Wrong on both. Most economists, indeed all "good" economists, are out to find out something, not to show something works. As in any profession, some are there to prove a point, like a scientist trying to find proof of God or evolution, but most economists, like most scientists, would be lookign to find out, not to prove what they want to believe.Originally posted by Kidicious
All economists are out to prove a point. That's why they became eocnomists, and yes neo-classical is the orthodox school.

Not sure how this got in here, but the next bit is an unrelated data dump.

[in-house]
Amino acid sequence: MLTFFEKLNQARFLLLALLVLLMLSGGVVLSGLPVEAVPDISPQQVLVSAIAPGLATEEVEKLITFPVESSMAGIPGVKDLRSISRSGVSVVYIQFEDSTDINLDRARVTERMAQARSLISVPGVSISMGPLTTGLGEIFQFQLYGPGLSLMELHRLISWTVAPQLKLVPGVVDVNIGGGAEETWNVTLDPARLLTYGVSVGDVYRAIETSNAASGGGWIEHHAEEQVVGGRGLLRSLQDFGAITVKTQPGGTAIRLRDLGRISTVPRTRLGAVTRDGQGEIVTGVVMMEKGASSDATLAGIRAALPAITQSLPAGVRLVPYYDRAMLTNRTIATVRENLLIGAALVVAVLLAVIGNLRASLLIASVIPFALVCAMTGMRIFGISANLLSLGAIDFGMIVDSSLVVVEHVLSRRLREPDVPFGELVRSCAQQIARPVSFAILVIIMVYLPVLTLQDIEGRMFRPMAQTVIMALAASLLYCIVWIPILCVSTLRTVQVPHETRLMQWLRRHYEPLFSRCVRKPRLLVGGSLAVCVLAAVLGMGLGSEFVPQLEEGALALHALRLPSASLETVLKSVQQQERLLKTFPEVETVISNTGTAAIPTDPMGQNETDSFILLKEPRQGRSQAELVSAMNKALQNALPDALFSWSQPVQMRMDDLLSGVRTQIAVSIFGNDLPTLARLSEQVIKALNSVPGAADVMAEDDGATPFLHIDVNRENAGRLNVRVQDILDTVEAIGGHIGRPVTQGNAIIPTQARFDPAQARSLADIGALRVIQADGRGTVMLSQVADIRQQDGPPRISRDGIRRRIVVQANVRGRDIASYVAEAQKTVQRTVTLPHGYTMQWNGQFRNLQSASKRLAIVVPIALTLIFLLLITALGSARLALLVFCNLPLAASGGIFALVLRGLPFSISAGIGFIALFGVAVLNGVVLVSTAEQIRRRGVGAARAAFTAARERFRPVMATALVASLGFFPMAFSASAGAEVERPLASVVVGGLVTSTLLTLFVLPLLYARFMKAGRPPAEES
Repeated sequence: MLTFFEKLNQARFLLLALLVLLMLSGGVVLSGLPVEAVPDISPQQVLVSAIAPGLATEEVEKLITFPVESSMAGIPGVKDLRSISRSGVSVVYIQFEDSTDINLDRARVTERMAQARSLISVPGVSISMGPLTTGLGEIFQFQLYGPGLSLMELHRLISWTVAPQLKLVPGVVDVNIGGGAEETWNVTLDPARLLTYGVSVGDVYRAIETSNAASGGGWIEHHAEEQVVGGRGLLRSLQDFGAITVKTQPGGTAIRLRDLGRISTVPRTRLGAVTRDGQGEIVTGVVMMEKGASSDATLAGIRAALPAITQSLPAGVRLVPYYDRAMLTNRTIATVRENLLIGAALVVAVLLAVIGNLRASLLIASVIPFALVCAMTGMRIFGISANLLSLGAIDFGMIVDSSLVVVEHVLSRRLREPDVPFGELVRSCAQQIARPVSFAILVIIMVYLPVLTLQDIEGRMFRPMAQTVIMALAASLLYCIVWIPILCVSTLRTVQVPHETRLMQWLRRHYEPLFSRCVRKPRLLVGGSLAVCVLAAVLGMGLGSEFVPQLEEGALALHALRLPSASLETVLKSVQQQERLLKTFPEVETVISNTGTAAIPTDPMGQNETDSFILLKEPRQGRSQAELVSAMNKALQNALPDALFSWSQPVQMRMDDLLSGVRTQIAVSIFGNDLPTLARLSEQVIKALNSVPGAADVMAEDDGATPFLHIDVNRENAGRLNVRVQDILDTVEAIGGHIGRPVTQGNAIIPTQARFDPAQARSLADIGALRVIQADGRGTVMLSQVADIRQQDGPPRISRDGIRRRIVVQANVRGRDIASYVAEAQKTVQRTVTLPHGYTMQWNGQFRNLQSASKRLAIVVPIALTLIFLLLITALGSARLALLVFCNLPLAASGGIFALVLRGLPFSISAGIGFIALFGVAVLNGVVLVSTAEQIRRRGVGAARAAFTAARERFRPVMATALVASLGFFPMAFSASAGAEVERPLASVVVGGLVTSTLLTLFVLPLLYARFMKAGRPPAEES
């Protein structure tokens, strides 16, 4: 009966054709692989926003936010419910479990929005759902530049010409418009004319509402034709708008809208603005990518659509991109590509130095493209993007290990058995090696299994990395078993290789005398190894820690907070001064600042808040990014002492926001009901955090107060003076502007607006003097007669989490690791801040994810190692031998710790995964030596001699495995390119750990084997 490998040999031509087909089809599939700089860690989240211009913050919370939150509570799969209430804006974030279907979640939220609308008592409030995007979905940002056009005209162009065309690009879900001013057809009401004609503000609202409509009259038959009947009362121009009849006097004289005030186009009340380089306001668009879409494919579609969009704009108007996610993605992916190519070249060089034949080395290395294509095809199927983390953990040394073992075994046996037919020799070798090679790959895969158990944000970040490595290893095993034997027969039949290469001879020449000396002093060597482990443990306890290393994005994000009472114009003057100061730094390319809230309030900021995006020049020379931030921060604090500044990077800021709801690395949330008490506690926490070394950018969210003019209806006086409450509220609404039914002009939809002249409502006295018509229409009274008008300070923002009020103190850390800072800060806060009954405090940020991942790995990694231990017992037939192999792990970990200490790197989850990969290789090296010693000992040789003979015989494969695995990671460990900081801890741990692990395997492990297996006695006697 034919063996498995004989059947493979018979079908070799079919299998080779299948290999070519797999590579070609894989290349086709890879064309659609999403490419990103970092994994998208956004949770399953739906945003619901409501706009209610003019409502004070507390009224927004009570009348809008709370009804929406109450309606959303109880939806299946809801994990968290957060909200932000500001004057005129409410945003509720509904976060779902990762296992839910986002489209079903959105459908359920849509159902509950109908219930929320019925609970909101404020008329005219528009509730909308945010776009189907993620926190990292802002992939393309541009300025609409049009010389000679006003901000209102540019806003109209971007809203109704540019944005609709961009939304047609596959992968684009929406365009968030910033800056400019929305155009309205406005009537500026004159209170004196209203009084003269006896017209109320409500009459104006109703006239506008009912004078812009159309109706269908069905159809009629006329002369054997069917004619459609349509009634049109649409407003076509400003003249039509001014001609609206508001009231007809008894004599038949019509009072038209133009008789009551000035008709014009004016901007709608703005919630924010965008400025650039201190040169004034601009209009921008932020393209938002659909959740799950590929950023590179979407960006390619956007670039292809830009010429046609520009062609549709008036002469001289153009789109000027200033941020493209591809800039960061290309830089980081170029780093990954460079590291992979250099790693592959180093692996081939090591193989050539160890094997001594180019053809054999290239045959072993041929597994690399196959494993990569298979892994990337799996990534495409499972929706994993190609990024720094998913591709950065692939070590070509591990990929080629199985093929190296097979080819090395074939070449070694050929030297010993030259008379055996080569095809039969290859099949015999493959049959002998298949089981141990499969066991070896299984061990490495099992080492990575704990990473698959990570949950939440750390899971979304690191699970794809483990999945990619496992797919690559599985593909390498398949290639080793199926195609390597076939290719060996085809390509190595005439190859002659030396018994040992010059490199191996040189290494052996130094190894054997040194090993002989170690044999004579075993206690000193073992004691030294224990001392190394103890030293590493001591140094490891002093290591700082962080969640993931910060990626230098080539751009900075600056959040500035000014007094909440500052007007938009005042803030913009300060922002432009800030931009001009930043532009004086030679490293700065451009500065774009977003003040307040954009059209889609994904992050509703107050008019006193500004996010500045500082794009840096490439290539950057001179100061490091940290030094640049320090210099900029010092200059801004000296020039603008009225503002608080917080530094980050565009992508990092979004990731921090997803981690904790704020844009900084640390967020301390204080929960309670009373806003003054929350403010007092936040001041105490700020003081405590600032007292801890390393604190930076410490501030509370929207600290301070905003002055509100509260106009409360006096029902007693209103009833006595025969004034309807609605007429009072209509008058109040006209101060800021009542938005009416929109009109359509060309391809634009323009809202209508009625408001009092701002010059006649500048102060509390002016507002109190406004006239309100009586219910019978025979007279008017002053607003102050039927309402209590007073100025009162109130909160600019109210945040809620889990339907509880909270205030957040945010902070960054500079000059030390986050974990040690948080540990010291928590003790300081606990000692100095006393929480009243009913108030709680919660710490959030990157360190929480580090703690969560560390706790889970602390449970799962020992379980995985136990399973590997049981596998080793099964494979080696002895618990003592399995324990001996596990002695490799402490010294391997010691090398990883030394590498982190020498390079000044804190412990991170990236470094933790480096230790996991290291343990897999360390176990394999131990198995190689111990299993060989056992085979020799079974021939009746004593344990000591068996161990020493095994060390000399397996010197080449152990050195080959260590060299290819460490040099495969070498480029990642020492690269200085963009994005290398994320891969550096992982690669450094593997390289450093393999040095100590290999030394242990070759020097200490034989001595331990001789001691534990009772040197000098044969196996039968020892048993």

Yes they do. A perfectly competative market is a construct. It would work in that way, if it existed. Like a triangle behaves as a mathematician shows it would, if that traingle existed. It's a construct.Originally posted by Kidicious
Competitive markets have their place, but it certainly is no law that they always work the way most economists claim they do.
Well, any good economics course would, and all recognised textbooks teach that. We currently use a US micro textbook that's standard across the world (most used, IIRC).Originally posted by Kidicious
And whether or not you were taught that regulation is sometimes needed or not, depends on your teacher, course and textbook.
It's like most biology courses teach evolution. Some will teach intelligent design, but they're generally not the good ones.